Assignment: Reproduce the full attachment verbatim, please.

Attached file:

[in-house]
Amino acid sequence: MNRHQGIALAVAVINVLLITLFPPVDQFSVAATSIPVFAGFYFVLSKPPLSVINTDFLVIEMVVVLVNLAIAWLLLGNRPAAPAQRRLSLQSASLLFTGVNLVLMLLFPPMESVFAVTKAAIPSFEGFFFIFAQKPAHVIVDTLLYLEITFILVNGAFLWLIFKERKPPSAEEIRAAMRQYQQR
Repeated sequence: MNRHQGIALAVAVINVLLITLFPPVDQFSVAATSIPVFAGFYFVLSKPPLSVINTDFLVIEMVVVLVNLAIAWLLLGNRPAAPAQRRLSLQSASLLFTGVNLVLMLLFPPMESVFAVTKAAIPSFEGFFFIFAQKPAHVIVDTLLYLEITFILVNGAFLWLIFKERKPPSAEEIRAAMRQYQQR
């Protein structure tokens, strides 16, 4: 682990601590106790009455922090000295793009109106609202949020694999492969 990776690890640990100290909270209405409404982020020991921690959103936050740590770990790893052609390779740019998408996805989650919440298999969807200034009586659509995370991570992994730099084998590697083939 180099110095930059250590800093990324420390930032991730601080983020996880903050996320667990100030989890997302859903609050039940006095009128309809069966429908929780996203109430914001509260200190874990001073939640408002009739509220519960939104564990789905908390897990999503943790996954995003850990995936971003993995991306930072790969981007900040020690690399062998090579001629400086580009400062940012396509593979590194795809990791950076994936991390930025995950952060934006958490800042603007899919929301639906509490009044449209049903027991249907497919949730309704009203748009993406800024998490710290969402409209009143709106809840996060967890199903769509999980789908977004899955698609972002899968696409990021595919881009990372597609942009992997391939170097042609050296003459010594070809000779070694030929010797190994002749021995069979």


[in-house]
Amino acid sequence: MNRHQGIALAVAVINVLLITLFPPVDQFSVAATSIPVFAGFYFVLSKPPLSVINTDFLVIEMVVVLVNLAIAWLLLGNRPAAPAQRRLSLQSASLLFTGVNLVLMLLFPPMESVFAVTKAAIPSFEGFFFIFAQKPAHVIVDTLLYLEITFILVNGAFLWLIFKERKPPSAEEIRAAMRQYQQR
Repeated sequence: MNRHQGIALAVAVINVLLITLFPPVDQFSVAATSIPVFAGFYFVLSKPPLSVINTDFLVIEMVVVLVNLAIAWLLLGNRPAAPAQRRLSLQSASLLFTGVNLVLMLLFPPMESVFAVTKAAIPSFEGFFFIFAQKPAHVIVDTLLYLEITFILVNGAFLWLIFKERKPPSAEEIRAAMRQYQQR
């Protein structure tokens, strides 16, 4: 682990601590106790009455922090000295793009109106609202949020694999492969 990776690890640990100290909270209405409404982020020991921690959103936050740590770990790893052609390779740019998408996805989650919440298999969807200034009586659509995370991570992994730099084998590697083939 180099110095930059250590800093990324420390930032991730601080983020996880903050996320667990100030989890997302859903609050039940006095009128309809069966429908929780996203109430914001509260200190874990001073939640408002009739509220519960939104564990789905908390897990999503943790996954995003850990995936971003993995991306930072790969981007900040020690690399062998090579001629400086580009400062940012396509593979590194795809990791950076994936991390930025995950952060934006958490800042603007899919929301639906509490009044449209049903027991249907497919949730309704009203748009993406800024998490710290969402409209009143709106809840996060967890199903769509999980789908977004899955698609972002899968696409990021595919881009990372597609942009992997391939170097042609050296003459010594070809000779070694030929010797190994002749021995069979």